Presentation on theme: "MIND MAPPING VISUAL REVISION TECHNIQUES. WHY YOU SHOULD REVISE Your short term memory can only hold 7 bits of information at a time- revision helps reinforce."— Presentation transcript:
WHY YOU SHOULD REVISE Your short term memory can only hold 7 bits of information at a time- revision helps reinforce your learning to help you prepare for your exams. Within 30 days, we only remember 20% of the information learnt! Without revision you will have wasted 2 years of your entire life!
ACTIVE REVISION Research shows that active revision techniques such as making mind maps, revision notes or practicing past papers is the most effective way of preparing for an examination
What are mind maps? Mind maps are not spider diagrams. A mind map is a diagram used to represent themes of understanding linked a central key word or idea Mind maps are, by definition, a graphical method of taking notes. Their visual basis helps one to distinguish words or ideas, often with colours and symbols. They generally take a hierarchical or tree branch format, with ideas branching into their subsections
Key features of mind maps The process starts around a central idea or picture Key themes are established through branches with sub branches Key terminology is used Single words or phrases Themes are connected through colours Images reinforce meaning It allows you to freely associate and link ideas
Not just pretty pictures Mind mapping is about the ability to analyse and make connections, to use knowledge effectively, to solve problems and think effectively. It requires skill to search out meaning and impose structure. It goes beyond learning information by rote and equips students to deal systematically with problems and adopt a critical attitude to argument and information.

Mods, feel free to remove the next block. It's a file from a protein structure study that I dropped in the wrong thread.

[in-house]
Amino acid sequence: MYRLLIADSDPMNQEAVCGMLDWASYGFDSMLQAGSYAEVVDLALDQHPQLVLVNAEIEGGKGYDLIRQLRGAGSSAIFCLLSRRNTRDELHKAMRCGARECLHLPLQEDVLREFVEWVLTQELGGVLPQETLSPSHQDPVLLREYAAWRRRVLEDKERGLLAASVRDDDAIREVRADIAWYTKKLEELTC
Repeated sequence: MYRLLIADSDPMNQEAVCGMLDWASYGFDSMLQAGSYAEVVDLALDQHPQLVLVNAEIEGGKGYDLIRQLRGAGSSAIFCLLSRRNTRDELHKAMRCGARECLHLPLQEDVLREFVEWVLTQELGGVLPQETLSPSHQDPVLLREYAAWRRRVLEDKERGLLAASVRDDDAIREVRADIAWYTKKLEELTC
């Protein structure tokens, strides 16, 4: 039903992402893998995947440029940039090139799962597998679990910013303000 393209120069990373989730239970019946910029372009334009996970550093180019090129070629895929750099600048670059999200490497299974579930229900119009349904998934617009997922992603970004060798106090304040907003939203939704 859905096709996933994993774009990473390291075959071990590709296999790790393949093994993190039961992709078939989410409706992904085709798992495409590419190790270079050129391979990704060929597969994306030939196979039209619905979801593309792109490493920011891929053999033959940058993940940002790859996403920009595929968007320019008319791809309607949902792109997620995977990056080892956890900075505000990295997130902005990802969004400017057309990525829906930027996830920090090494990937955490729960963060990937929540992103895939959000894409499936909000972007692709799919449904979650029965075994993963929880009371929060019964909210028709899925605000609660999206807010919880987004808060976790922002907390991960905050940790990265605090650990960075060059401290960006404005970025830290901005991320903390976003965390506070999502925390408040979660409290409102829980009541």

A challenging technique Mind maps provide a method of structuring note taking which moves away from extracting or re-working information. The creation of a mind map is challenging, creative and interpretative. It requires an interaction and understanding of new information which can be missing from conventional approaches
Why use mind maps? More brain friendly. The brain is capable of processing hundreds of images a second. The organisation reflects how the brain remembers, linking facts/memories Easy to review The process of creating a mind map deepens learning
How to create a mind map Start with a large piece of paper in a landscape position. Create a large colourful central image Create main branches for ideas in different colours ( use the same colour for sub branches) Use key words only and adapt the size of the word based on importance
How to create a mind map Use images that remind you of the key topics ( you don’t have to be an artist) Use arrows and symbols to connect ideas Leave space to add to your mind map Find a style which works for you.
Have a go! Try creating a mind map for a topic you need to revise in a particular subject. Or create a mind map for your revision plan. You can include key topics under each subject you are studying